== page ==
The administration sent letters to leading American sculptors. The prize fund was at $1,000. Among the invited participants was Felix Schlag, a German emigrant who only recently became an American citizen.
1961 Jefferson nickel Types
|Philadelphia||1961 No Mint Mark nickel||73,640,100|
|Philadelphia||1961 proof nickel||3,028,144|
|Denver||1961 D nickel||229,342,760|
Among the 400 submitted works, Schlag’s design won. Although officials had no objections to the obverse look, they didn’t like the sketch for the reverse. They instructed Schlag to change the side view of Monticello and use standard Roman-style letters instead of the version he used on the models.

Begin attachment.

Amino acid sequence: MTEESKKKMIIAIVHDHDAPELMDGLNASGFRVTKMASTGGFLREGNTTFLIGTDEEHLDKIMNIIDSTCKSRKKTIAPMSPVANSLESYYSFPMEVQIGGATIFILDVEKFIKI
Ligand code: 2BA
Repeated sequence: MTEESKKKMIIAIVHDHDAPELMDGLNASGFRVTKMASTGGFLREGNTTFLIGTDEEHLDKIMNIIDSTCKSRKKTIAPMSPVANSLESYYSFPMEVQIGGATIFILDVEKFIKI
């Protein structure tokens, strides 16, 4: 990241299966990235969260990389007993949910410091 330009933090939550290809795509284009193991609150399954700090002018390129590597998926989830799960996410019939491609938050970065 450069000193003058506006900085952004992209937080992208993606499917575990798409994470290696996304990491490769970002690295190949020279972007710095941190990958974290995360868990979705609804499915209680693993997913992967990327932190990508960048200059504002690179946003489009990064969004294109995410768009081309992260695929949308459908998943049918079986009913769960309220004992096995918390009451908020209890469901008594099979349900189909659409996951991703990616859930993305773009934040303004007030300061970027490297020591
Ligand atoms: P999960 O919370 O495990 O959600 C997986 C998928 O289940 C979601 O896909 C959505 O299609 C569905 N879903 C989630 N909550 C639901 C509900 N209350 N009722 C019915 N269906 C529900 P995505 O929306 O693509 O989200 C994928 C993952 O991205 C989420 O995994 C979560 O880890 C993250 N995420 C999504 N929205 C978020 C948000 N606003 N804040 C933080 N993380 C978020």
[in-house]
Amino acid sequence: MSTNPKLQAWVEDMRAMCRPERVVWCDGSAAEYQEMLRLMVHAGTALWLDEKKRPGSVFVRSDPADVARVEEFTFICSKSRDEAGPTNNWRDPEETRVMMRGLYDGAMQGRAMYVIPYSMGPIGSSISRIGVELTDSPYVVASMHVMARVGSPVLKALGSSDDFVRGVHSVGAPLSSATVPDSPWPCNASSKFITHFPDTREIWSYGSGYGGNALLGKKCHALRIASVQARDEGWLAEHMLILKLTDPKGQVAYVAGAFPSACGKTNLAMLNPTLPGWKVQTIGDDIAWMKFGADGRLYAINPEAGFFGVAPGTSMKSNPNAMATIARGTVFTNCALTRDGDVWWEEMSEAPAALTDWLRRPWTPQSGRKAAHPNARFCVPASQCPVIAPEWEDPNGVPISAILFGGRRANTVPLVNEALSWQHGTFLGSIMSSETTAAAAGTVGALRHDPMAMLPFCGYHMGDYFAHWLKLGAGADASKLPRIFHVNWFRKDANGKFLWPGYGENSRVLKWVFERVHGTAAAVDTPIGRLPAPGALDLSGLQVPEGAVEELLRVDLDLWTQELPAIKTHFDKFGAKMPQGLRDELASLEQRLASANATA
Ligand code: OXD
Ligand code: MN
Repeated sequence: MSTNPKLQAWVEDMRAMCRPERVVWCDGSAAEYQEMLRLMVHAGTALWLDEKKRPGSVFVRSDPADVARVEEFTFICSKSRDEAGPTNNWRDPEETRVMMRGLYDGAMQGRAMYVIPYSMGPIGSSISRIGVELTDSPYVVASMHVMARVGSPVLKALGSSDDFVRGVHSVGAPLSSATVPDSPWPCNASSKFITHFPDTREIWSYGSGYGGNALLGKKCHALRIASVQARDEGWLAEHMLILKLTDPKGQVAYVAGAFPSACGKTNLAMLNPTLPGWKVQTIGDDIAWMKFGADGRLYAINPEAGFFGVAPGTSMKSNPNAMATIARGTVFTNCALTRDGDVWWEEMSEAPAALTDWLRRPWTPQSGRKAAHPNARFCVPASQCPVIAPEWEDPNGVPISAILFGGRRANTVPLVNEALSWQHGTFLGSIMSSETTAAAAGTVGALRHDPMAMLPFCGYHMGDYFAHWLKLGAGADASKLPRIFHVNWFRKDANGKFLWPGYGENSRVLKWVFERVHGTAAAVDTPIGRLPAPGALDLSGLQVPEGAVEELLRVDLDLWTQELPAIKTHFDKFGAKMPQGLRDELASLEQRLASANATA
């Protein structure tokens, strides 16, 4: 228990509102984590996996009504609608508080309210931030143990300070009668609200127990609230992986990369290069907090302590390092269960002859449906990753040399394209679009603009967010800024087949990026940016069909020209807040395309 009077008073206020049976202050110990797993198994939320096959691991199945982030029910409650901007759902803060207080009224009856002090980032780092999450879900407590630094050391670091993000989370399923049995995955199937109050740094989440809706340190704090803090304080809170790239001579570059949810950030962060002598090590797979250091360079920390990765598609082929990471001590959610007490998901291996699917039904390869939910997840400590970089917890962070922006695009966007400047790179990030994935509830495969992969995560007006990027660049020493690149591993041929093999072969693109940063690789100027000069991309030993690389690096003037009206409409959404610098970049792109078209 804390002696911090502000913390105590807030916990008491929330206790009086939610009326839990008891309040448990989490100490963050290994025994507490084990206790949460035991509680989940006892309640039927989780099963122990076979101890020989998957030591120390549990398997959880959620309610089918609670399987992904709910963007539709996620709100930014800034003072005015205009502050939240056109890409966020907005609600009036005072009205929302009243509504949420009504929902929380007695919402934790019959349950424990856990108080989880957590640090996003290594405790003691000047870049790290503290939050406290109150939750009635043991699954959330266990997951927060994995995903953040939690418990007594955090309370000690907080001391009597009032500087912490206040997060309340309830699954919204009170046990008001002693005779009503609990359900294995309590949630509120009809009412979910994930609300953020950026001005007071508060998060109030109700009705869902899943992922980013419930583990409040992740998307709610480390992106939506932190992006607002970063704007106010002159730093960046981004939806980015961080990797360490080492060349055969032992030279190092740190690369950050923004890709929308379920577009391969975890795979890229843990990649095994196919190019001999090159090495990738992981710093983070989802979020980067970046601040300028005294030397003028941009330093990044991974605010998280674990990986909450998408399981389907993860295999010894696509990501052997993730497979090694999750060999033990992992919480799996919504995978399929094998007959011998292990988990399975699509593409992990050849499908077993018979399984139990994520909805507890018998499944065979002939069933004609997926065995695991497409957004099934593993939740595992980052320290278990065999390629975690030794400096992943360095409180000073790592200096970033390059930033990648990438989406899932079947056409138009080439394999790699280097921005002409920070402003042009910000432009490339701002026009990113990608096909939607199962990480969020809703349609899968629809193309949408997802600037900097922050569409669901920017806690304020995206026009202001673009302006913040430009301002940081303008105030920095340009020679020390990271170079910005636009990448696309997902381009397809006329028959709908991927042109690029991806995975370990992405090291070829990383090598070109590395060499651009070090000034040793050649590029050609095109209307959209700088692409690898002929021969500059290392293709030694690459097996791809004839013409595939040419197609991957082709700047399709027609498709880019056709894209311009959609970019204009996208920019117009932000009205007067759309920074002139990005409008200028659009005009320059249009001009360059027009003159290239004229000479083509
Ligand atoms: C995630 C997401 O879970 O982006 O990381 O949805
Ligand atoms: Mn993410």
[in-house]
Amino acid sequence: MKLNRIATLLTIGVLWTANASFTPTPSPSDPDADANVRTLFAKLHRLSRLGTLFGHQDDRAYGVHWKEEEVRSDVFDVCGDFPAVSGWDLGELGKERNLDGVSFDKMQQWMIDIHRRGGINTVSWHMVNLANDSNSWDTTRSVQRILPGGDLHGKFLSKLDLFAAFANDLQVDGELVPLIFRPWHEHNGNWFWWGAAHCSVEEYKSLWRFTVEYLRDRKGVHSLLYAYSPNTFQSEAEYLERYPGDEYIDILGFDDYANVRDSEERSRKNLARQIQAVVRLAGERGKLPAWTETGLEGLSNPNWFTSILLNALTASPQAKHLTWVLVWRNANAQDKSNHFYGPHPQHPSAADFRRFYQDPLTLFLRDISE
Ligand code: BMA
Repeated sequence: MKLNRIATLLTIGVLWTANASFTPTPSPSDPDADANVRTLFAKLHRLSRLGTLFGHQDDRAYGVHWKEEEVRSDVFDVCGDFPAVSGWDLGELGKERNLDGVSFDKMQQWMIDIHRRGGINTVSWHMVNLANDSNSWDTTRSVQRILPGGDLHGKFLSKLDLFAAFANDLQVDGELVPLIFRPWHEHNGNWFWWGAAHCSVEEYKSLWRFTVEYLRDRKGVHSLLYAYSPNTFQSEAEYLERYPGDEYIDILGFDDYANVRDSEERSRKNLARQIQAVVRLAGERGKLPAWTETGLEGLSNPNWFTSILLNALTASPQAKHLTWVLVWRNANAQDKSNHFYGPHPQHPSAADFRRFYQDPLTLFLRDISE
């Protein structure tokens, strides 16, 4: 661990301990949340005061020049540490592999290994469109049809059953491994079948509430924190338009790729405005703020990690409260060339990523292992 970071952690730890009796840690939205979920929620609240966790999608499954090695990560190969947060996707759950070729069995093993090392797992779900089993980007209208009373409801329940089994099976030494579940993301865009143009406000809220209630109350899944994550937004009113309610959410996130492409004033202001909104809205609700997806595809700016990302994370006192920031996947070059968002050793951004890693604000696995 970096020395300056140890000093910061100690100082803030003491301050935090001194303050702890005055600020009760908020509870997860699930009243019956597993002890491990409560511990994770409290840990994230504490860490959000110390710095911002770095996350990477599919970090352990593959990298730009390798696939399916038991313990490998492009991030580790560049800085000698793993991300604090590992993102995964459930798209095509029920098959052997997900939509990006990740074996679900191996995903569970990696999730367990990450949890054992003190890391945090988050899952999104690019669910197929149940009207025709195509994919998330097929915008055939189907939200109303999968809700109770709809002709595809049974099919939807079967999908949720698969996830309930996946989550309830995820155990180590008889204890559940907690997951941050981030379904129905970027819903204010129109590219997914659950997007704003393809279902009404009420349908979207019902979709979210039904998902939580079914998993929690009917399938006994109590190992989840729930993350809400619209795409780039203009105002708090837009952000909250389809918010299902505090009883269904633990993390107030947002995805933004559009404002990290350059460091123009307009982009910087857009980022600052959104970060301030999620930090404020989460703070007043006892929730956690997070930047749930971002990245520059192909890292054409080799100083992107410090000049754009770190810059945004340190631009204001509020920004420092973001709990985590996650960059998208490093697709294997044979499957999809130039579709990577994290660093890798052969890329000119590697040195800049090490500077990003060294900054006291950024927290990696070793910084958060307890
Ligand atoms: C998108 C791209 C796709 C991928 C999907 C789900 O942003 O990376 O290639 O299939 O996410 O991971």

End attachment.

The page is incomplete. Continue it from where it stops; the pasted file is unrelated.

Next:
As a result, re-designed coins remained unchanged for eighty years. Interestingly, the nickel design (accidentally or intentionally) didn’t include the designer’s initials. Only from 1966 can you see the letters FS under Jefferson’s bust on the obverse.
Also read: Top 10 Most Valuable Nickels Worth Money
Features of the 1961 Nickel
Most American coins have experienced changes in their appearance over the years. The 1961 Jefferson nickels look almost identical to the original design minted in 1938.
The obverse of the 1961 Jefferson nickel
The third American President’s portrait that occupies the central coin part characterizes the obverse of these nickels. The bust shows Jefferson in a high-collared coat, which was a specific way of dressing at the time.
The saying, IN GOD WE TRUST, is in front of Jefferson on the left rim. Then, you can see the word LIBERTY and the minting year on the right rim behind Jefferson’s head. Between is a star that separates them in some way.
The reverse of the 1961 Jefferson nickel